GPS knows no bounds

Farmers, surveyors benefit from the FAA program while pilots wait for clearance

While the aviation community awaits delivery of a certified system to help guide pilots during landings, other applications of the much-anticipated technology are emerging.

Raytheon Co. is slated to turn over the Wide Area Augmentation System (WAAS), a network of ground stations that correct satellite signals and broadcast them to receivers on aircraft, to the Federal Aviation Administration in 2003.

In the meantime, groups outside the aviation industry, many in agriculture and the maritime industries, already are picking up — and benefiting from — the signal.

"There's a ton of people out there now using WAAS for just about everything," said Harold Bell, FAA's WAAS product team leader.

WAAS enhances information provided by the Global Positioning System (GPS), a 24-satellite constellation built by the Defense Department that allows users to determine their positions anywhere in the world.

Anyone with a WAAS-enabled receiver can use the system as long as it's not for flight safety, said John Britigan, Raytheon's director of satellite navigation. "It's such a public utility now that in the end, everybody in the country is going to be impacted by this."

Vendors have taken note.

"We saw benefits to GPS across many other markets than the one others were focusing on," said Pete Brumbaugh, a spokesman for Garmin International Inc., which began testing WAAS after it went operational in August 2000.

The company released its first fully WAAS-enabled receiver in January 2001, Brumbaugh said. It delivers similar capabilities to the Differential Global Positioning System (DGPS) at less cost, he added.

Like FAA's WAAS, the Coast Guard's DGPS network, launched in 1996, improves the accuracy of GPS by broadcasting corrections. Unlike WAAS, however, DGPS users must have a beacon transmitter to pick up the signal.

The WAAS gear costs about $150 to $250, according to Brumbaugh. By contrast, no extra equipment or fees are needed to take advantage of WAAS. Further, manufacturers can incorporate the capability by making an algorithmic change in the receiver's software.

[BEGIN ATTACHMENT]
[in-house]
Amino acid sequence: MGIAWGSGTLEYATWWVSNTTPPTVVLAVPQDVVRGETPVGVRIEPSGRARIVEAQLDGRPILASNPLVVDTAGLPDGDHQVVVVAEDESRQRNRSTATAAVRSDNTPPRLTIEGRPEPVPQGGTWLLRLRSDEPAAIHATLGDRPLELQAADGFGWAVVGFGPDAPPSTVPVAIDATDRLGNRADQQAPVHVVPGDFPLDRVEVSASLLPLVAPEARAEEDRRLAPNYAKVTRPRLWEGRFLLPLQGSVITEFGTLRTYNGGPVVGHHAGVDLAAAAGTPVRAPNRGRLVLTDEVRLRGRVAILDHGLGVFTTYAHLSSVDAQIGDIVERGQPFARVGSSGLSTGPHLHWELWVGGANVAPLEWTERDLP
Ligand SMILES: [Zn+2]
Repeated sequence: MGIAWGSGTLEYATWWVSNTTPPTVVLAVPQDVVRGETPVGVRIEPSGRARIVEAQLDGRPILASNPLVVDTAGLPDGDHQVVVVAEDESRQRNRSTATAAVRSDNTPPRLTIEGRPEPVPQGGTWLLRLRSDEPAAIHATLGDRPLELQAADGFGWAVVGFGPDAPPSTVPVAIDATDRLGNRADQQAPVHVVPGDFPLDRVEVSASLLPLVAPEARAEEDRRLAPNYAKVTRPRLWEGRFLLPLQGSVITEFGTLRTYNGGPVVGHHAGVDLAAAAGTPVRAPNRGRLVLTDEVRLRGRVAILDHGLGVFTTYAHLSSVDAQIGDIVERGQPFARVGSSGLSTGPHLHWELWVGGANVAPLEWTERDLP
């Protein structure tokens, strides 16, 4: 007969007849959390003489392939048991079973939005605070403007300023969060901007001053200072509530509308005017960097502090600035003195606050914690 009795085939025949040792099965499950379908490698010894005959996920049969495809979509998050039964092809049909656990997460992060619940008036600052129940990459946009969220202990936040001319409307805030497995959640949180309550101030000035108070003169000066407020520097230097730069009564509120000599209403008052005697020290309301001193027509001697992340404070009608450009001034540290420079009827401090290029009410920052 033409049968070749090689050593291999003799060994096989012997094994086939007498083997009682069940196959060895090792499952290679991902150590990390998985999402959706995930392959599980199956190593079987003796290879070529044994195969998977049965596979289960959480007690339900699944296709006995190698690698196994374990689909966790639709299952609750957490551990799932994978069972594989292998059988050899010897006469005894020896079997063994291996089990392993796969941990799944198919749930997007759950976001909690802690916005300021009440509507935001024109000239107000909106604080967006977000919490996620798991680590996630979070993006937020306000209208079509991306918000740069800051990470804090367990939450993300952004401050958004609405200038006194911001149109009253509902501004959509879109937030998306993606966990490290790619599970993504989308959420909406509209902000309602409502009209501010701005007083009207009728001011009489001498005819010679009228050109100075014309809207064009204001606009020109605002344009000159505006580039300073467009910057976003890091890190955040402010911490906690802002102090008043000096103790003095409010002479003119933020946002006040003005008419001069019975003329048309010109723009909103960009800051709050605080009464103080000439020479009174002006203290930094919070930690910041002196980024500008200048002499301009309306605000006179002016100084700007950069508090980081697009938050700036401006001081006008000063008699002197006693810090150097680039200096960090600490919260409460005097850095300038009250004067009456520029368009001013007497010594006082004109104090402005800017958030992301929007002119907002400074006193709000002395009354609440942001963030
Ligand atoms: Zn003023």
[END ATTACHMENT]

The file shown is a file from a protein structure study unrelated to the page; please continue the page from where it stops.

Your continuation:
"We saw it not just as an aviation technology, but as a differential technology," he said.

Since its arrival on the GPS scene, WAAS has gained a significant following with more than 200,000 users at last count, according to FAA's Bell.

"We didn't expect it to [reach] the level we are realizing," he said. "We're real enthusiastic about it."

Some of the predominant nonaviation uses for WAAS include surveying, precision agriculture and maritime navigation (see box).

"I would have never thought that WAAS would show up in the World Trade Center," he said. After the Sept. 11 terrorist attacks, rescue workers searching the rubble at ground zero used the signal to record locations, Bell said. WAAS offered greater availability and accuracy than raw GPS signals, Raytheon's Britigan said.

The technology also has assisted crop dusters, or aerial applicators, enabling them to apply pesticides as needed and decrease runoff. "It's all automatic now," he said.

In addition, mariners use it to maneuver through waterways. Other applications include 911 emergency locating and time synchronization.

"It's mainly because it's out there," Bell said of the nonaviation uses.

Still, not everybody with access to WAAS is encouraged to tap in. "The Coast Guard has put out warnings that [you] can't use it for certain applications," primarily those with a safety component, he said.

"It comes down to a usage issue," Brumbaugh said. "There are some limitations to WAAS."

For instance, the Coast Guard has installed DGPS in foreign ports, but WAAS stops working 80 miles to 100 miles from shore, Bell said.

"Differential [GPS] is still going to have a purpose. It's an established system," Brumbaugh said.

The FAA expects to commission WAAS for aviation use in July 2003, Bell said. "Raytheon is several months ahead of schedule," he said.

At that point, pilots flying airplanes with the necessary equipment will join the ranks of WAAS users.

***

A bumper crop

A sample of nonaviation uses for the Federal Aviation Administration's Wide Area Augmentation System:

* Surveying — To collect up-to-date geographical data.

* Precision agriculture — To improve crop management tasks, including pesticide application and recordkeeping.

* Maritime navigation — To aid in the navigation of vessels.

* E-911 services — To locate wireless phone users making emergency calls.

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